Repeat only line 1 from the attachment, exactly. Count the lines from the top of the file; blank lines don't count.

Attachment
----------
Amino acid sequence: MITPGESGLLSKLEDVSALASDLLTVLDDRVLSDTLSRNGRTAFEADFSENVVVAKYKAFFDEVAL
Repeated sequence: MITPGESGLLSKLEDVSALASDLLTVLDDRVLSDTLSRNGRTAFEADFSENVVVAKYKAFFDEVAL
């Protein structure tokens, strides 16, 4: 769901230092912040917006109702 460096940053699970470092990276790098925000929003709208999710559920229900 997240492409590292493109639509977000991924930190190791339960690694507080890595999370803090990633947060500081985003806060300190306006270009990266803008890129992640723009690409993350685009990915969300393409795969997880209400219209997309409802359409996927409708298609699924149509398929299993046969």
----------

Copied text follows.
Amino acid sequence: MITPGESGLLSKLEDVSALASDLLTVLDDRVLSDTLSRNGRTAFEADFSENVVVAKYKAFFDEVAL